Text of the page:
Are you the person who says, “I feel like a failure therefore I am a failure?” Emotional reasoning is when we use our emotions as the truth. Just because we feel a specific emotion, does not mean we are that emotion. When you are feeling bad about yourself does it mean that you are a bad person? Feeling helpless does not mean that you are helpless. Try to make a list that you can use as proof that you are not helpless in the world of making healthy choices. Your list can include all the healthy food choices you did make in the past week, all the unhealthy foods you have avoided, or your total exercise hours. If you have nothing to put on your list, then maybe you are not on a diet at all and it is time to go back to the drawing board.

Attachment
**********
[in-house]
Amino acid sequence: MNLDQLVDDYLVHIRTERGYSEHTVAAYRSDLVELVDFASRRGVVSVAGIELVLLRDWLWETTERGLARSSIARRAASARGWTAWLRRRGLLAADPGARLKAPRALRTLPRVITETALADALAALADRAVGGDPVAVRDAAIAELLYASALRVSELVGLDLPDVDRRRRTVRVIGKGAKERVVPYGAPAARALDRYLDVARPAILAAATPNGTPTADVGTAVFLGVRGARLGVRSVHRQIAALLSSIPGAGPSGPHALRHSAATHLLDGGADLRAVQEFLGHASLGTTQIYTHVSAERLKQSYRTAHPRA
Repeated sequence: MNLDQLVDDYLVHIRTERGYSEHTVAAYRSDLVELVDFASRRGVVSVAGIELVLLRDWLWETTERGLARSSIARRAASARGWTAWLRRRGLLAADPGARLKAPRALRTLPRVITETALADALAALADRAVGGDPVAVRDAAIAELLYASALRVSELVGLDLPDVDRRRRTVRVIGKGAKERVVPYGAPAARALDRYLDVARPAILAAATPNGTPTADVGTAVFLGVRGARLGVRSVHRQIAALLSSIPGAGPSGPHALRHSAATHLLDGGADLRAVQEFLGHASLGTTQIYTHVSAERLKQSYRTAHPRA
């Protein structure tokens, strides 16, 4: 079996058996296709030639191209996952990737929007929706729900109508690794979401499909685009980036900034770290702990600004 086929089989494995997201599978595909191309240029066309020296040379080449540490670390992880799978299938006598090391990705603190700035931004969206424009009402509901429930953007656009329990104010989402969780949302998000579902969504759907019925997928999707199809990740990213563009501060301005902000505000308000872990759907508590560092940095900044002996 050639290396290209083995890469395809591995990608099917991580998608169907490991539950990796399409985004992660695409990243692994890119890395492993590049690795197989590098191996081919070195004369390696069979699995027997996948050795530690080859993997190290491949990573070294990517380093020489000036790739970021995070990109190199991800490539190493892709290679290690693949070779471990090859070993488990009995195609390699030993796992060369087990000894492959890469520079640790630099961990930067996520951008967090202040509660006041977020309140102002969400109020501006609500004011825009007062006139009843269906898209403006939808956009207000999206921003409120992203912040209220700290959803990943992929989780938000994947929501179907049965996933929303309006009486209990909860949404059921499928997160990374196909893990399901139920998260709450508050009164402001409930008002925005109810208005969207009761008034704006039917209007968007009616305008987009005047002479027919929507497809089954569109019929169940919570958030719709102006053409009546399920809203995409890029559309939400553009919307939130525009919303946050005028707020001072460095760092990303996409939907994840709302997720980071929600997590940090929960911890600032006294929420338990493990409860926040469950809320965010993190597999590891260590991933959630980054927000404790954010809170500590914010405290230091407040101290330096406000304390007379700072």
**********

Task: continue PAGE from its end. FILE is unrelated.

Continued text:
Should statement are everywhere! They rule our lives. Much of what we do is grounded in “I am doing this because I should.” You want to be aware of your should statements in both negative and positive aspects. For example, “I should diet” appears to be an attempt to push you toward a positive behavior and “dieting should be easy” appears to be an attempt to push you toward a negative behavior. Yet, in both cases the “should” is an irrational belief. Rethink it by asking yourself; “Do I have to diet? Well, no I do not have to – but I would like/prefer to.” Changing your should statements to preferential statements will give you a sense of agency. Now, you are dieting by choice and not by force. In other areas that the should statement creeps up is while you are dieting. “This should be easy, this should take faster, I should not have to work this hard.” Do these statements sound familiar? Try to challenge your should statements with questions such as; “Whoever said a diet is easy?” or “Whoever said a diet will take fast. I would love if it took faster, or it was easier, but it does not have to be?”